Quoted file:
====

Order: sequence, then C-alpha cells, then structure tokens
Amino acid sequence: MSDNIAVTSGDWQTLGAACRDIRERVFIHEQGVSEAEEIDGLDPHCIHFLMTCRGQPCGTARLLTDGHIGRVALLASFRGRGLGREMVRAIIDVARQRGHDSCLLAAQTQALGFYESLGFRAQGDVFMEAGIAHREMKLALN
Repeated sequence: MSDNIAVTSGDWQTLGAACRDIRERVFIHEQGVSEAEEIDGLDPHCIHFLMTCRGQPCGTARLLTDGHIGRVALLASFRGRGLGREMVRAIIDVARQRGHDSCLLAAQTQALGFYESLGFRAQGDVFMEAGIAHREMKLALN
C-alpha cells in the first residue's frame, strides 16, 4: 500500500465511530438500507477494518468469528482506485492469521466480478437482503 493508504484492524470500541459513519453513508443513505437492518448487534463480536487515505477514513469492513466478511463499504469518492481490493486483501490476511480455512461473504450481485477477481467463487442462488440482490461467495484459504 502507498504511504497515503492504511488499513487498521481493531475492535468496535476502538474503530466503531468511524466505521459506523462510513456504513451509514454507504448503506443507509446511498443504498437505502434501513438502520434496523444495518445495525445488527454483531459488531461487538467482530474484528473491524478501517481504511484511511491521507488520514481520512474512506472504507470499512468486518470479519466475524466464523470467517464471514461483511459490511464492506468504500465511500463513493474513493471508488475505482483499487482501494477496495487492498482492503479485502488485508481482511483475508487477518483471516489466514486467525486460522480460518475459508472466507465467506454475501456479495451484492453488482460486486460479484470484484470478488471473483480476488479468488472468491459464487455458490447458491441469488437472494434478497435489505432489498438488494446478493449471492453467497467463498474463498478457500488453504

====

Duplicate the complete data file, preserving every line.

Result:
Order: sequence, then C-alpha cells, then structure tokens
Amino acid sequence: MSDNIAVTSGDWQTLGAACRDIRERVFIHEQGVSEAEEIDGLDPHCIHFLMTCRGQPCGTARLLTDGHIGRVALLASFRGRGLGREMVRAIIDVARQRGHDSCLLAAQTQALGFYESLGFRAQGDVFMEAGIAHREMKLALN
Repeated sequence: MSDNIAVTSGDWQTLGAACRDIRERVFIHEQGVSEAEEIDGLDPHCIHFLMTCRGQPCGTARLLTDGHIGRVALLASFRGRGLGREMVRAIIDVARQRGHDSCLLAAQTQALGFYESLGFRAQGDVFMEAGIAHREMKLALN
C-alpha cells in the first residue's frame, strides 16, 4: 500500500465511530438500507477494518468469528482506485492469521466480478437482503 493508504484492524470500541459513519453513508443513505437492518448487534463480536487515505477514513469492513466478511463499504469518492481490493486483501490476511480455512461473504450481485477477481467463487442462488440482490461467495484459504 502507498504511504497515503492504511488499513487498521481493531475492535468496535476502538474503530466503531468511524466505521459506523462510513456504513451509514454507504448503506443507509446511498443504498437505502434501513438502520434496523444495518445495525445488527454483531459488531461487538467482530474484528473491524478501517481504511484511511491521507488520514481520512474512506472504507470499512468486518470479519466475524466464523470467517464471514461483511459490511464492506468504500465511500463513493474513493471508488475505482483499487482501494477496495487492498482492503479485502488485508481482511483475508487477518483471516489466514486467525486460522480460518475459508472466507465467506454475501456479495451484492453488482460486486460479484470484484470478488471473483480476488479468488472468491459464487455458490447458491441469488437472494434478497435489505432489498438488494446478493449471492453467497467463498474463498478457500488453504